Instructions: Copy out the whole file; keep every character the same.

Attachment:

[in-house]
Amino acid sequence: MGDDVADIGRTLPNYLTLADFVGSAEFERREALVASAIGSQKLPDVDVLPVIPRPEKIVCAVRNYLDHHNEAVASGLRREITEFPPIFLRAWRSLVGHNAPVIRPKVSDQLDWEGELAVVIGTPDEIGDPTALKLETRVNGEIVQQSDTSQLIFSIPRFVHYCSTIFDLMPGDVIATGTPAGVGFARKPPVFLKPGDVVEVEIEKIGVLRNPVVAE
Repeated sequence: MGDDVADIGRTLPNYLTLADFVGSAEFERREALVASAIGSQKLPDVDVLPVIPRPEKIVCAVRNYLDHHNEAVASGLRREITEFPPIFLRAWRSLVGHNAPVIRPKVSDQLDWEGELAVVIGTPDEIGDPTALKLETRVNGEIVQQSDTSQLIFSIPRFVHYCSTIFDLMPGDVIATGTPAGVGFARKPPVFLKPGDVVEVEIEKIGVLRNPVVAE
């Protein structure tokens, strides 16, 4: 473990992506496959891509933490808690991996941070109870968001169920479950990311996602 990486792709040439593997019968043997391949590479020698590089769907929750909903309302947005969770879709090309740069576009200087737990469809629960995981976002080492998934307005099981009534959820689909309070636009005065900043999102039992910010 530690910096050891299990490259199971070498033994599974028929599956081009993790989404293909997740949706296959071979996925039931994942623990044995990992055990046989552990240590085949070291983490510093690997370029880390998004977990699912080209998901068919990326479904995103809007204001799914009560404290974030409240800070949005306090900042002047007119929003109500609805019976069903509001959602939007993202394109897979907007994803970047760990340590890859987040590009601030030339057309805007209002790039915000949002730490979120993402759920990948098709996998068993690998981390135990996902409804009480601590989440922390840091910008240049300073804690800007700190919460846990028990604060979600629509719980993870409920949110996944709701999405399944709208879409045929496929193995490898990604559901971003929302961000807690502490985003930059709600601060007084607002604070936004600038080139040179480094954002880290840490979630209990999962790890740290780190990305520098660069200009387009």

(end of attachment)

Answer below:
[in-house]
Amino acid sequence: MGDDVADIGRTLPNYLTLADFVGSAEFERREALVASAIGSQKLPDVDVLPVIPRPEKIVCAVRNYLDHHNEAVASGLRREITEFPPIFLRAWRSLVGHNAPVIRPKVSDQLDWEGELAVVIGTPDEIGDPTALKLETRVNGEIVQQSDTSQLIFSIPRFVHYCSTIFDLMPGDVIATGTPAGVGFARKPPVFLKPGDVVEVEIEKIGVLRNPVVAE
Repeated sequence: MGDDVADIGRTLPNYLTLADFVGSAEFERREALVASAIGSQKLPDVDVLPVIPRPEKIVCAVRNYLDHHNEAVASGLRREITEFPPIFLRAWRSLVGHNAPVIRPKVSDQLDWEGELAVVIGTPDEIGDPTALKLETRVNGEIVQQSDTSQLIFSIPRFVHYCSTIFDLMPGDVIATGTPAGVGFARKPPVFLKPGDVVEVEIEKIGVLRNPVVAE
């Protein structure tokens, strides 16, 4: 473990992506496959891509933490808690991996941070109870968001169920479950990311996602 990486792709040439593997019968043997391949590479020698590089769907929750909903309302947005969770879709090309740069576009200087737990469809629960995981976002080492998934307005099981009534959820689909309070636009005065900043999102039992910010 530690910096050891299990490259199971070498033994599974028929599956081009993790989404293909997740949706296959071979996925039931994942623990044995990992055990046989552990240590085949070291983490510093690997370029880390998004977990699912080209998901068919990326479904995103809007204001799914009560404290974030409240800070949005306090900042002047007119929003109500609805019976069903509001959602939007993202394109897979907007994803970047760990340590890859987040590009601030030339057309805007209002790039915000949002730490979120993402759920990948098709996998068993690998981390135990996902409804009480601590989440922390840091910008240049300073804690800007700190919460846990028990604060979600629509719980993870409920949110996944709701999405399944709208879409045929496929193995490898990604559901971003929302961000807690502490985003930059709600601060007084607002604070936004600038080139040179480094954002880290840490979630209990999962790890740290780190990305520098660069200009387009």